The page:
The squeeze theorem is another way to solve for tricky limits. It works by finding two functions, f(x) and g(x), that are, for every x in their domains, greater than and less than the target function, h(x), respectively. If f(x) and g(x) have the same limit at some value of interest, say x_{0}, then so must h(x). More precisely, the theorem says

We seek

$$\lim_{x \to x_o} \, h(x).$$

Let $f(x) \gt h(x)$ for all x in the domains of f(x) and h(x), and let $g(x) \lt h(x)$ for all x in the domains of g(x) and h(x). Then if

$$\lim_{x \to x_o} \, f(x) = L \: \: \color{#E90F89}{\text{and}} \: \: \lim_{x \to x_o} \, g(x) = L,$$

then

$$\lim_{x \to x_o} \, h(x) = L$$

because it is "squeezed" between the two functions with known limits.

X
### Asymptote

An asymptote is an imaginary line (of any slope, but often vertical or horizontal) which a function approaches as the independent variable approaches some value. The function graph always approaches the line, but will never meet it.

this is a difficult limit to find, but the squeeze theorem makes it easy. First, consider that

$$-1 \lt sin \left( \frac{1}{x} \right) \lt 1$$

for all x. Now because $x^2 \ge 0,$ we can multiply everything by $x^2$ to obtain

$$-x^2 \lt x^2 \, sin \left( \frac{1}{x} \right) \lt x^2$$

This is our recipe for the squeeze theorem, ilustrated in the figure. For all x, the function is less than $y = x^2$ and greater than $y = -x^2,$ which both have a value of zero at x = 0, therefore the value of our function at x = 0 is zero.

We can also use the squeeze theorem to prove the trigonometric limit $\lim_{x\to 0} \frac{sin(x)}{x} = 1.$

Proving this limit using the squeeze theorem involves drawing a sector of the unit circle and two triangles related to it. The areas of the triangle can be placed in order to form an inequality, which can then be manipulated into the desired squeeze theorem statment. It begins with this sector.

Now the area of a sector is found by taking its proportion to the area and angle (radians) of a full circle:

$$\frac{A}{\pi r^2} = \frac{x}{2 \pi}$$

which can be rearranged to give

$$A = \frac{x r^2}{2} \: \rightarrow \: = \frac{x}{2},$$

where in the last step, we realize that $r = 1$ for the unit circle.

Now our second triangle, the smallest of the three, is Δ ABE, shown here:

The height and width of this triangle are sin(x) and 1, respectively, giving an area of

$$a = \frac{1}{2} sin(x) \cdot 1$$

The largest triangle, ΔADE, is shown here

The tangent of angle x is the length of the opposite side divided by the adjacent, which has length 1, so the opposite side has length $tan(x).$ Thus the area of the largest triangle is

$$a = \frac{1}{2} tan(x) \cdot 1.$$

Now we can place these areas in order using inequalities:

$$\frac{1}{2} sin(x) \le \frac{x}{2} \le \frac{1}{2} tan(x)$$

Multiplication by 2 and conversion of tan(x) to sin(x)/cos(x) gives

$$sin(x) \le x \le \frac{sin(x)}{cos(x)}$$

Taking the reciprocal (and remembering to switch the inequalities) gives

$$\frac{1}{sin(x)} \ge \frac{1}{x} \ge \frac{cos(x)}{sin(x)}$$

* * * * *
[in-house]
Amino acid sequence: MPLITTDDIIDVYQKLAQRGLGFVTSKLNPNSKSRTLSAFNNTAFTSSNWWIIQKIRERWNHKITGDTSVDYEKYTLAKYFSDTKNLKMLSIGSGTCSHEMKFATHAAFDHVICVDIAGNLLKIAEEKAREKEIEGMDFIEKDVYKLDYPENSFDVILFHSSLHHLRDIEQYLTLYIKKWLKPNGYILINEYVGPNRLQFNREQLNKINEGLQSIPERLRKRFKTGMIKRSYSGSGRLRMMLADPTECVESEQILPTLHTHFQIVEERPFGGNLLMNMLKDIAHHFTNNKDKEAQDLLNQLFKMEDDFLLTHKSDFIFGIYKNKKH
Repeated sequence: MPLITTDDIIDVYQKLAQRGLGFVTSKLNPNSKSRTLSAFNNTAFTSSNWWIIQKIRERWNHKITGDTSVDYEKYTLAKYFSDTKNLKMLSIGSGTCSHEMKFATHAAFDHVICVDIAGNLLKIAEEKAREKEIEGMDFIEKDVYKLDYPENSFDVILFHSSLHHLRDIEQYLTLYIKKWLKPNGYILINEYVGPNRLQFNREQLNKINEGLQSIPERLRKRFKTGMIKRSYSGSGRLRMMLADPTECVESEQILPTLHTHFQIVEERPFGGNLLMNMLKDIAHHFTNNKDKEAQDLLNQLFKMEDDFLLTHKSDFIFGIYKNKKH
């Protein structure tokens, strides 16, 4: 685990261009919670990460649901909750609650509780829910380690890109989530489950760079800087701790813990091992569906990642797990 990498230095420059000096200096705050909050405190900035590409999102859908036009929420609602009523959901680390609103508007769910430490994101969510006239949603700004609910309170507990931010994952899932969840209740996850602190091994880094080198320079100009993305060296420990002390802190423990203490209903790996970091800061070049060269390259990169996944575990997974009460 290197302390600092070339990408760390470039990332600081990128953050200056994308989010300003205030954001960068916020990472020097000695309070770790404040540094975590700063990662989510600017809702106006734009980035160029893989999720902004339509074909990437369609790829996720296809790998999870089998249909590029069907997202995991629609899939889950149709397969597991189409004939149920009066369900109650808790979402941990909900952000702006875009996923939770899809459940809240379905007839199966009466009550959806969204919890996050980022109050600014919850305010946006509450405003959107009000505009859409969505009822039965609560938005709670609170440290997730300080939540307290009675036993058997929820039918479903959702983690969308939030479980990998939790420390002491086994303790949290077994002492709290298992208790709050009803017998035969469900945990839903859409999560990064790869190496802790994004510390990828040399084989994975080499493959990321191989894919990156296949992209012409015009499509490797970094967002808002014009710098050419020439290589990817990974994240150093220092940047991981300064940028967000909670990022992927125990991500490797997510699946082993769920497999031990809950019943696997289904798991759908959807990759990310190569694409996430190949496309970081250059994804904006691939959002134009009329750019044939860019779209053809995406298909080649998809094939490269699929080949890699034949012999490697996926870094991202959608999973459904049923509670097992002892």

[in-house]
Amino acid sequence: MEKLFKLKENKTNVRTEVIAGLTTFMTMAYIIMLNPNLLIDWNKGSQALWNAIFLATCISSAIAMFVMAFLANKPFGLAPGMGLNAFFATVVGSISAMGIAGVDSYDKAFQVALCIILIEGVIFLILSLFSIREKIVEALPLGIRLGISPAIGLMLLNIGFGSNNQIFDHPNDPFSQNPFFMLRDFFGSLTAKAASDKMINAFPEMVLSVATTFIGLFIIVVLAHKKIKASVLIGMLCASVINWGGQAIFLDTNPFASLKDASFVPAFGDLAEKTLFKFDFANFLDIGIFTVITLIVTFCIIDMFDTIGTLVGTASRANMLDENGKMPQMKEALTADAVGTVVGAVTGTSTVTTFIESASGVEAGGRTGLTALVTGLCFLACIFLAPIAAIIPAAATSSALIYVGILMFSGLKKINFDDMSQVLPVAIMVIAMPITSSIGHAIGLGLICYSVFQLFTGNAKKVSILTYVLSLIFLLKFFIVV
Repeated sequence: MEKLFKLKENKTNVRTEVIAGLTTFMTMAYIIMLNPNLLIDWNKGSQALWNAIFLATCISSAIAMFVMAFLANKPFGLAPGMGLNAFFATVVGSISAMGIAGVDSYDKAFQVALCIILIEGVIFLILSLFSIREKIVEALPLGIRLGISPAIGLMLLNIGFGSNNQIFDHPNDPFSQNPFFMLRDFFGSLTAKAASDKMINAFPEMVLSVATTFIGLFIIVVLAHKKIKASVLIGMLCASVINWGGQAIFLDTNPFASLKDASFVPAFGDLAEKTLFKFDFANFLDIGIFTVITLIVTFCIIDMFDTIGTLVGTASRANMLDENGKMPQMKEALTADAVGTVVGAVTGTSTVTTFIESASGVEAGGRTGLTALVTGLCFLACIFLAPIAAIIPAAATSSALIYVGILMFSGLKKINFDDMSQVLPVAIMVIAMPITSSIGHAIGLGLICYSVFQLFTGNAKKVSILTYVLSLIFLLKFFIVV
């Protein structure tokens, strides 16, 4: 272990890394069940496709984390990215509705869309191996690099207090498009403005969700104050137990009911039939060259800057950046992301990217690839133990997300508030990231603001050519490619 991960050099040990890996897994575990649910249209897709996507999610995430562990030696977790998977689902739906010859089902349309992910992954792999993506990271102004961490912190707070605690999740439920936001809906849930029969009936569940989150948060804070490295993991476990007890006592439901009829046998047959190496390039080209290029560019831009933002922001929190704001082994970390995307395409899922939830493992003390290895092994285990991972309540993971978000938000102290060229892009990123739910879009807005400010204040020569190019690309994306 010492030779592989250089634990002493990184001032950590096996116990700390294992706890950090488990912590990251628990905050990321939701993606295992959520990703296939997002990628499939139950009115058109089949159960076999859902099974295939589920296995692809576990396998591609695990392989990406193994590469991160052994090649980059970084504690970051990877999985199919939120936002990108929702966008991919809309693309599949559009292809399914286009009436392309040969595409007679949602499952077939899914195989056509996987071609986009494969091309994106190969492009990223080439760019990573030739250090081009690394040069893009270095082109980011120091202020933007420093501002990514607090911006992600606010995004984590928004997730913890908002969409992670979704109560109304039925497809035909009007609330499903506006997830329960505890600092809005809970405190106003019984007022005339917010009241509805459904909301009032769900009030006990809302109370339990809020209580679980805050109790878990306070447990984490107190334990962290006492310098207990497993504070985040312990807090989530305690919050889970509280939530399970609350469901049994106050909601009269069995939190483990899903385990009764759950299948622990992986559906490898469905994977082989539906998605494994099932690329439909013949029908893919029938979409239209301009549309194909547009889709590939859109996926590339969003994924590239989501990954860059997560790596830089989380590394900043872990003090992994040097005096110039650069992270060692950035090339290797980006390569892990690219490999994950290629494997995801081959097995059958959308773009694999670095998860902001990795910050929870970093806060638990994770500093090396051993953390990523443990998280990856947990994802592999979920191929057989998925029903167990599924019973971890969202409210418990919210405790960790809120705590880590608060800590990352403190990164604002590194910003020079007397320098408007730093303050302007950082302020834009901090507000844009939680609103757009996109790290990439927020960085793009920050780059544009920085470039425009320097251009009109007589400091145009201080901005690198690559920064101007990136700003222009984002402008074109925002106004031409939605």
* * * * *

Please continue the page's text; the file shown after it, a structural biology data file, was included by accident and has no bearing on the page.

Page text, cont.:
Multiplication through by $sin(x)$ gives

$$1 \ge \frac{sin(x)}{x} \ge cos(x)$$

Now taking the limit as x → 0 squeezes the center term between 1 and 1, which requires it to also converge to a value of 1.

Use the squeeze theorem to find the limit $\lim_{x \to \infty} \frac{cos(x)}{x - 1}.$

**Solution**

$$-1 \le cos(x) \le 1$$

That is, the cosine function oscillates between -1 and 1. Now divide all of these terms by $(x - 1)$:

$$\frac{-1}{x - 1} \le \frac{cos(x)}{x - 1} \le \frac{1}{x - 1}$$

The middle term contains the expression for which we seek the limit, and the outer limits are:

$$\lim_{x \to \infty} \frac{-1}{x - 1} \: = \: \lim_{x \to \infty} \frac{1}{x - 1} = 0.$$

So $\lim_{x \to \infty} \frac{cos(x)}{x - 1} = 0$ by the squeeze theorem. Here is a graph of the three functions, just so you can get an idea of what's going on.

Use the squeeze theorem to find the limit $\lim_{x \to 0} x^2 \left[ 1 + sin \left( \frac{1}{x} \right)\right].$

**Solution**

$$-1 \le sin\left( \frac{1}{x} \right) \le 1$$

Now add 1 to all three parts of the inequality to get

$$0 \le 1 + sin \left( \frac{1}{x} \right) \le 2$$

One thing we know already is that $1 + sin \left( \frac{1}{x} \right)$ is bounded between 1 and 2, so multiplication by x^{2}, with our limit as x → 0 should also be bounded. In other words, our squeeze-theorem attempt should work.

Multiplication of each element of the inequality by x^{2} gives

$$0 \le x^2 \left[ 1 + sin \left( \frac{1}{x} \right) \right] \le 2x^2$$

The outer limits are both zero, so the limit of interest is squeezed between zero and zero, so it, too, is zero. Here is a graph of the three functions in the neighborhood of x = 0, showing that the function (black) is squeezed between $y = 0$ and $y = 2x^2.$

Find the limits using the squeeze theorem.

1. |
$$\lim_{a\to \infty} \; \frac{sin(x)}{a}$$ Hint: begin with $-1 \le sin(x) \le 1.$ |

2. |
$$\lim_{x\to 1} \; (x^2 + x - 2) \cdot cos \left( \frac{1}{x - 1} \right)$$ Hint: begin with $-1 \le cos \left( \frac{1}{x - 1} \right) \le 1$ |

3. |
$$\lim_{x\to 0} \; x^2 \, sin \left( \frac{2 \pi}{x} \right)$$ Hint: begin with $-1 \le sin \left( \frac{2\pi}{x} \right) \le 1$ |

4. |
$$\lim_{x\to 0} \, x^2 sin \left( \frac{3}{x} \right) + 2$$ |

5. |
$$\lim_{x\to 0} x \cdot sin(x)$$ |

6. |
$$\lim_{x\to 0} \; x^2 \, cos \left( \frac{1}{x^2} \right)$$ |

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